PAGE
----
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Story of the Year

For decades, Hartford’s Frog Hollow neighborhood has endured its share of ups and downs. The once-elegant 1907 brick apartment house at 445 Zion Street was a symbol of the neglect and disinvestment that residents have long endured. Abandoned in the late 1980s and severely damaged by fire in 2002, the building was so decrepit that not even inspectors would enter, for fear it might collapse.

445 Zion, part of the Summit Park development in Hartford's Frog Hollow neighborhood, before renovation
445 Zion, part of the Summit Park development in Hartford's Frog Hollow neighborhood, before renovation

Neighbors had campaigned for the city to deal with 445 Zion, and recently, their demands were finally answered. Mutual Housing Association of Greater Hartford, Inc. (MHAGH), a LISC partner with 30 years’ experience creating quality, affordable rental housing, has been transforming sections of Frog Hollow as part of its Summit Park development. As of last year, 42 units of housing scattered throughout six historic buildings had been completely renovated and are fully occupied.  The City of Hartford donated 445 Zion to MHAGH to incorporate into their efforts in Frog Hollow.

MHAGH was committed to bringing the structure back to its original glory. A predevelopment loan from LISC helped to complete the redesign of the building (along with the others in the Summit Park project), converting it into 15 units for seniors who qualify because of their low income. That loan also succeeded in leveraging historic tax credits and other project financing.

445 Zion, after
445 Zion, after

A LISC “green grant,” moreover, made it possible to make 445 Zion energy-efficient and to ensure reasonable utility costs for low-income households. The roof is now lined with solar panels and the building, along with others in the development, is outfitted with long-lasting hardwood floors and granite countertops—environmentally and financially sound choices that require less maintenance and replacement. Every aspect of the renovation weighed the historic value of the building with sustainability, finding a comfortable balance of preservation and greening.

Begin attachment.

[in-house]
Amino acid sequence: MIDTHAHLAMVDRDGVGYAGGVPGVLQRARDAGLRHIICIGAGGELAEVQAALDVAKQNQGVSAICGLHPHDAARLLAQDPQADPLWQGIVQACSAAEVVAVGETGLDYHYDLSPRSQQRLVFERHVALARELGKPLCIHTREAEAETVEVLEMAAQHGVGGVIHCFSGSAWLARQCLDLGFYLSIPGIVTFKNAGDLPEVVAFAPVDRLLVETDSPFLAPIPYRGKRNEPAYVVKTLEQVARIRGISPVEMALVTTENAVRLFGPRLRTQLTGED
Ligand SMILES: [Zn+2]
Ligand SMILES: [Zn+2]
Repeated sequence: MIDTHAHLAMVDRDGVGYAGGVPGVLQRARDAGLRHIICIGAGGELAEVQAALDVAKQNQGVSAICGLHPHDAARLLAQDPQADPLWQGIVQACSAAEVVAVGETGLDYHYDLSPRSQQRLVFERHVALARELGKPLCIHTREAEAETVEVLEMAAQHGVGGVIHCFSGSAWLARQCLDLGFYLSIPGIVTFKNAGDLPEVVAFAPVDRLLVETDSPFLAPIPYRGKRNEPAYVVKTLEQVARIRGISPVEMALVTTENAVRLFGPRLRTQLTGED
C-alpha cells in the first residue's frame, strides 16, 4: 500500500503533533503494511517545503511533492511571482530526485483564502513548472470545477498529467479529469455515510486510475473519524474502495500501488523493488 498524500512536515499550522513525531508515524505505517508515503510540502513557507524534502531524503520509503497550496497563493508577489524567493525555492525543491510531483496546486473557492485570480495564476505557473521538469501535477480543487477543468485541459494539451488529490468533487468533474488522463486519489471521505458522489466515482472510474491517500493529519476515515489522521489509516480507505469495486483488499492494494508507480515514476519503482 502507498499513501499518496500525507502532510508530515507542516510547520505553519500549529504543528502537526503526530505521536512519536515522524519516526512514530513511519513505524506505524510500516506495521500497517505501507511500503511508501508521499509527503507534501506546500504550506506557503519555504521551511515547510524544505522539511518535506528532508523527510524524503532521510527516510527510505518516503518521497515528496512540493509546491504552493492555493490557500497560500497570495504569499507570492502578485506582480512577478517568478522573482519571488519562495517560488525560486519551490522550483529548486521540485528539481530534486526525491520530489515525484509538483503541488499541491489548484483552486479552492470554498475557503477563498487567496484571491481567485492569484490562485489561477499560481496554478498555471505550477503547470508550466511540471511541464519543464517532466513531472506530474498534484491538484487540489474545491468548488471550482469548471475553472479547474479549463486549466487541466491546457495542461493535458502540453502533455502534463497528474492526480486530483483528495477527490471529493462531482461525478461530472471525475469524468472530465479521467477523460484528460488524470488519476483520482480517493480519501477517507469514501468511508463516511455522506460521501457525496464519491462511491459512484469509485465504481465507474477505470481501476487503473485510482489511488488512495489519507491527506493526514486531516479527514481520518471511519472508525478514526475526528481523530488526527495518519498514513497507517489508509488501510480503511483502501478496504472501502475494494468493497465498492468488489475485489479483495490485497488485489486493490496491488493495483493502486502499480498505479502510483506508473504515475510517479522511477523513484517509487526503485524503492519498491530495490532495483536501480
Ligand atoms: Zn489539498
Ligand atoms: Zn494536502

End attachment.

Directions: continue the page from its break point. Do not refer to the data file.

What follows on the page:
An elevator and handicap adaptable units, as well as a first-floor common area for socializing, were some of the design choices MHAGH made to ensure that 445 Zion was accommodating to seniors.

New life and new use for a building that was poised for demolition
New life and new use for a building that was poised for demolition

In addition to those critical early investments, LISC worked closely with MHAGH to hone the group’s strategy for development in Frog Hollow. LISC also provided operating support and guidance to the developer, some of it through Section 4 capacity-building grants over the life of the project. And alongside LISC Hartford, LISC’s affiliate, National Equity Fund, provided more than $9 million in tax credit equity: 69% of the project total.

Now, thanks in large part to a total investment of nearly $9.5 million and the commitment of LISC staff, 445 Zion, and the five other Summit Park buildings, have gone from blighted, abandoned, and dangerous to beautiful, functional and safe. And Frog Hollow is on its way back up.

Photos: Courtesy Mutual Housing Association of Greater Hartford


Since 1984

$165 million
total investment

$464 million

affordable homes
& apartments

135,336 sq. ft.
commercial &
community space

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Private Sector Support

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Executive Director: Andrea Pereira

75 Charter Oak Ave., Suite 2-250
Hartford, CT 06106

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